I could go on and on. Bottom line? Just do it! You can go for more of a leg pump with higher reps and moderate weight or use these as a squat alternative with some higher weight for moderate reps. You could even use this to produce power with fast-twitchy reps. The possibilities are endless. Try this out in your next program!

Nick Buchan-Strength Coach and Builder of the Athletic Golfer

I love deadlifts! There is no better exercise for teaching the hip hinge and flat out improving force production. However, if you held a gun to my head and told me choose just one exercise if think we can do a little better – enter the single-leg RDL.

If I wrote down my top 2 priorities for training the average golfer/ general population client for athletic performance, they would probably be:

1. Developing core stiffness to enhance distal athleticism and injury resilience
2. Learning to generate power at hips, not the spine, to once again improve injury resilience and increase force production capabilities.

The single-leg RDL allows us to do both of these pretty effectively.

With the movement being on one leg there obviously a large is a large balance, hip stability and core stability element. Your ability to disassociate hip movement form pelvic movement is also challenged even more than in a traditional hip hinge by being on one leg.

The problem with a typical single-leg RDL for many is it’s just too hard, especially if trying to use any sort of appreciable load to generate training effect. This is where the sliding single-leg RDL variation works great for me, it can be used with beginner clients as the extra support reduces the balance and hip stability somewhat, helping to clean up the pattern (as shown in the video). With more advanced athletes the advantage of the sliding variation is you can load the movement much more heavily than the normal single-leg RDL without as much fear of loss of form.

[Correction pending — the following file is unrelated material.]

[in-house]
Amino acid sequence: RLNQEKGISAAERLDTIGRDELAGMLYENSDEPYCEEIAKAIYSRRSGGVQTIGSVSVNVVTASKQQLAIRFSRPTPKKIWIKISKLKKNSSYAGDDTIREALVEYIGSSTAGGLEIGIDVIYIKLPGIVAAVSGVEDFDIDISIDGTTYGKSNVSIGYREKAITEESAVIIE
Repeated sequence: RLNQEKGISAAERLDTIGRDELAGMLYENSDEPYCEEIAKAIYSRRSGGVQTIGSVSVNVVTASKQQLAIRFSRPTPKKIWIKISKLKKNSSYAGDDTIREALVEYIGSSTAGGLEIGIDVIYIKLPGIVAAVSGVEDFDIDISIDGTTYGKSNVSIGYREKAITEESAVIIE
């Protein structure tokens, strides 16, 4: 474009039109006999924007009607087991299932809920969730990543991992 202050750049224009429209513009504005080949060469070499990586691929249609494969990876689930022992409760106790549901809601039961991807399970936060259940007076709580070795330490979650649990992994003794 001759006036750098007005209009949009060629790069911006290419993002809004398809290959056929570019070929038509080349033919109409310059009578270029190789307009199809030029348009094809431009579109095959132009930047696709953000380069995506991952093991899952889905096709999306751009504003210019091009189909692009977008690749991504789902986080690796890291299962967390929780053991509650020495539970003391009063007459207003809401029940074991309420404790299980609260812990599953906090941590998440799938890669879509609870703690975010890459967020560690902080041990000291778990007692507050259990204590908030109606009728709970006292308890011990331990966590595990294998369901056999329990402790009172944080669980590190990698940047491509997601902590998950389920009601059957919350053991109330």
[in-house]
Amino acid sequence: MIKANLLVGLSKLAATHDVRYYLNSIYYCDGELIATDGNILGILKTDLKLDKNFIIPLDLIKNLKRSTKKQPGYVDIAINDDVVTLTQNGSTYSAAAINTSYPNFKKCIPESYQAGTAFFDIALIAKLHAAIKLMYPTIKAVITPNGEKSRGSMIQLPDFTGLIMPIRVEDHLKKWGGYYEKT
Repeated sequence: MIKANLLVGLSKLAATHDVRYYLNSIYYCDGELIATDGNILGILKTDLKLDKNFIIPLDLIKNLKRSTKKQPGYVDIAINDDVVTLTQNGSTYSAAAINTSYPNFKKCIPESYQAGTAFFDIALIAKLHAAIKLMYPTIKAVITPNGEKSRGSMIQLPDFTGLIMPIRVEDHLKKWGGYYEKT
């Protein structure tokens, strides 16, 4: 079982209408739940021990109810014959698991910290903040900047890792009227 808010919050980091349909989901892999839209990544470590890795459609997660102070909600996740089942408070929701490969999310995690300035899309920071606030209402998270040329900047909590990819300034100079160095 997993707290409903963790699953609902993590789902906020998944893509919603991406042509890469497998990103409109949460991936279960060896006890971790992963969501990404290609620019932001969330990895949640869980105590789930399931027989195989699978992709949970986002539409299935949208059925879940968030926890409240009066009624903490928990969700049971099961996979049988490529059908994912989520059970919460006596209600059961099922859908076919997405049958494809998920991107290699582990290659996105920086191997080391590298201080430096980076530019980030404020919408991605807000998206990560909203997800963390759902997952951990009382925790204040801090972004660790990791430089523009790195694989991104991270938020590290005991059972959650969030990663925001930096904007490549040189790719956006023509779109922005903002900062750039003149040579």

External loading can be added using a single dumbbell or kettlebell held in the opposite hand to the leg working, a dumbbell or kettlebell held in each hand, or even a barbell.


A common theme throughout this post is how do you pick just one?? You have so many to choose from. You could pick a squat, a deadlift, or a isolation exercise. But I am going to pick one based on it’s versatility.

The kettlebell swing has to be my favorite lower body exercise as it can be used in a number of ways.

Want a great backside? The kettlebell swing can help you build some impressive hamstrings and glutes.

Want to burn a ton of calories? The kettlebell swing can have a huge metabolic effect.

Want to be a more explosive athlete? The kettlebell swing trains for a more powerful hip extension, a staple of athletic performance.

The kettlebell swing also trains the grip as well as the entire back if done with correct form. If you aren’t, you should be swinging.